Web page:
My article for the February edition of the Lambton and New Lambton Local is out now. This month on why the drains are not just good for ducks.
Sain yure werds krekly iz emportent.
Yesterday evening in chatting with a friend he asked what I’d done during the day. As I had made quite a few trips in the car ferrying children to and from various places I replied that I’d spent all day being “Dad’s taxi”. Unfortunately I didn’t quite say it clearly enough, and he heard me say that I’d spent all day being “dead sexy.”
The Hunter Living Histories site has just published an article on Robert Perrott, including some sketches he did of various places around Newcastle in the late 1800s. Of particular interest is a sketch of the copper smelting works near Waratah.
This was the works of the English and Australian Copper Smelting Company, which commenced operation in 1872. The Maitland Mercury reported on 18 June 1872 …
On Tuesday last a very interesting ceremony was performed by the Mayor of Waratah in the presence of the local manager of the establishment and a few gentlemen from Newcastle, namely, that of lighting the first fires in two of the copper smelting furnaces of the English and Australian Copper Smelting Company’s works near Waratah.
The smelter operated for about 47 years, and the land was sold off in 1918 and 1919, as reported by the Maitland Mercury on 6 Nov 1919.
A 1910 map by A. Barrett shows that the smelter was situated in modern day Broadmeadow, where UGL Limited (formerly Goninans) is now located.
The smelter had two large brick smokestacks, that were highly visible points in the landscape, and often appeared in the background of photographs of the time.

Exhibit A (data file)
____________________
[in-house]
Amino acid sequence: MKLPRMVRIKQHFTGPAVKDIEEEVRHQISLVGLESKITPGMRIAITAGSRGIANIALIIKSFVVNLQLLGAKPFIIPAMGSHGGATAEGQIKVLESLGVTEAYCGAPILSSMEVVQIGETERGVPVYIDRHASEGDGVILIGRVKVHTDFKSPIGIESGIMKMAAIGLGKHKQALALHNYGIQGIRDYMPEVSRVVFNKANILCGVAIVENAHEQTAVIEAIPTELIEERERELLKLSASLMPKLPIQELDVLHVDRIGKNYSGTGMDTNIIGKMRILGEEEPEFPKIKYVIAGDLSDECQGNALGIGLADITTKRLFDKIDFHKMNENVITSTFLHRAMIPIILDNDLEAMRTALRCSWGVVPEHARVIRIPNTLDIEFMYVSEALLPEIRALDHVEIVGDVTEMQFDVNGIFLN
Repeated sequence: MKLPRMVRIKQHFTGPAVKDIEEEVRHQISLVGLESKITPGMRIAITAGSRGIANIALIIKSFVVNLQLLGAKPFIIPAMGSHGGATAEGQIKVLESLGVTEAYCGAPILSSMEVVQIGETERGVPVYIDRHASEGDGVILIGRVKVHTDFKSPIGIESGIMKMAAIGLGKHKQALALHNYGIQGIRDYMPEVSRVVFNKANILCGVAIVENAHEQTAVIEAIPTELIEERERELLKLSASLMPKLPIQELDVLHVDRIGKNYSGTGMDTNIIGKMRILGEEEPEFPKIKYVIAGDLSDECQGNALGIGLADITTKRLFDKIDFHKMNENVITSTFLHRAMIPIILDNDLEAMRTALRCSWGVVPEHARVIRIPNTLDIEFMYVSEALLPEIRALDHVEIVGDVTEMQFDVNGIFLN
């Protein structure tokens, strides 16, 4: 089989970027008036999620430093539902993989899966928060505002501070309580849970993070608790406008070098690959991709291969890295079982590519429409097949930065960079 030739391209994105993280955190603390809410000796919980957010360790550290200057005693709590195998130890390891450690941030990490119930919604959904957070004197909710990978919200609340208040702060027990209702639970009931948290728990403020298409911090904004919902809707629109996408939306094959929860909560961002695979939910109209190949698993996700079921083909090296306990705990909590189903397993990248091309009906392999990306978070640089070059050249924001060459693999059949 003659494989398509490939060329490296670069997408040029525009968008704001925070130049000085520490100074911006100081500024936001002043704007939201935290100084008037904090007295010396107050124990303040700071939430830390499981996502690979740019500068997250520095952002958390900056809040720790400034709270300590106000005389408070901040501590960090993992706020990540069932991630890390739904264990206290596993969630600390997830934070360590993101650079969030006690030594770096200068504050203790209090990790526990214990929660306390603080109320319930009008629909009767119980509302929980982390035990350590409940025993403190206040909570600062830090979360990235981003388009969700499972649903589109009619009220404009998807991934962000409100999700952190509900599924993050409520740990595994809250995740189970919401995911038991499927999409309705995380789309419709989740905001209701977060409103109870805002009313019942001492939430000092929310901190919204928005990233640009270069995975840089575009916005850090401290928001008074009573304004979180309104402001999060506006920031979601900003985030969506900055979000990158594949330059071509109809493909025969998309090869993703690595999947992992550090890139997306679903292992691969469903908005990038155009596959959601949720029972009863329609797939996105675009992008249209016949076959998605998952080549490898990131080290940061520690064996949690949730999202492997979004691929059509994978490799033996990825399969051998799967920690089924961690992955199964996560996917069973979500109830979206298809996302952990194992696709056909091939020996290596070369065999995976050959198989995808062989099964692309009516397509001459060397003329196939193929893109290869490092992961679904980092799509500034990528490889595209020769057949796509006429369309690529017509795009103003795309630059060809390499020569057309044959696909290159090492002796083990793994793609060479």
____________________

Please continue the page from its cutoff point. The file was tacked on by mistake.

An interesting aspect of the Perrott sketch of the smelter, is how some details are quite accurate, but other details not so accurate, probably for aesthetic reasons. When we compare the sketch with a 1906 Ralph Snowball photograph of Waratah taken from somewhere near the present day Mater hospital, we see that Perrott has reproduced the smelter building and stacks reasonably accurately. However in the sketch the smelter appears to be at the base of a hill, but the smelter was actually located on the flat plain of Broadmeadow, and that hill is Merewether Heights some 4km in the distance.
|Article Date Event Date||Notes|
|6 Nov 1869||"The English and Australian Copper Company, who carry on extensive smelting works in South Australia, are about to establish similar works within a mile of New Lambton.|
|12 Feb 1870||Construction of the English and Australian copper smelting works at Broadmeadow has been in progress for three months, and smelting "will be commenced in about two months." (This was a wildly optimistic estimate, as smelting eventually commenced in June 1872, more than two years later.)|
The manager is "Mr. Christoe, a gentleman of great experience in copper-smelting."
|15 Sep 1870||The weather has significantly delayed the opening of the smelter.|
"For upwards of two months there was such an accumulation of water at the establishment as to defy the possibility of the works being proceeded with, and thus the company were unexpectedly debarred from carrying out their design in the contemplated time as regards the inauguration of the process of smelting."
The manager of the smelter is Mr. Christoe.
|15 Jul 1871||Advertisement for a General Manager for the New Lambton Smelting works.|
|6 Feb 1872||Mr Christoe supervising operations at the Burwood Copper Smelter, Glenrock lagoon.|
|18 May 1872||Copper ore has been received, but smelting has not yet begun.|
|18 Jun 1872||Lighting the first fires in two of the coppersmelting furnaces of the English and Australian Copper Smelting Company's works near Waratah.|
|2 Oct 1917||Smelting of ore has ceased.|
"The business of the company during the past year had to be conducted under conditions of great risk and anxiety, which finally forced the board reluctantly to instruct the manager in Australia to cease making purchases of ore, to smelt out all copper available, and to close the smelting works, a process that has been carried through."
|6 Nov 1919||"The long connection of the English and Australian Copper Company, Limited, with the Newcastle district has been finally severed through its having recently sold the land that was the site of the works, known as the Waratah works."|
|8 May 1920||"The chimney stack of the old copper works, which was felled some time ago, gave about 150,000 bricks."|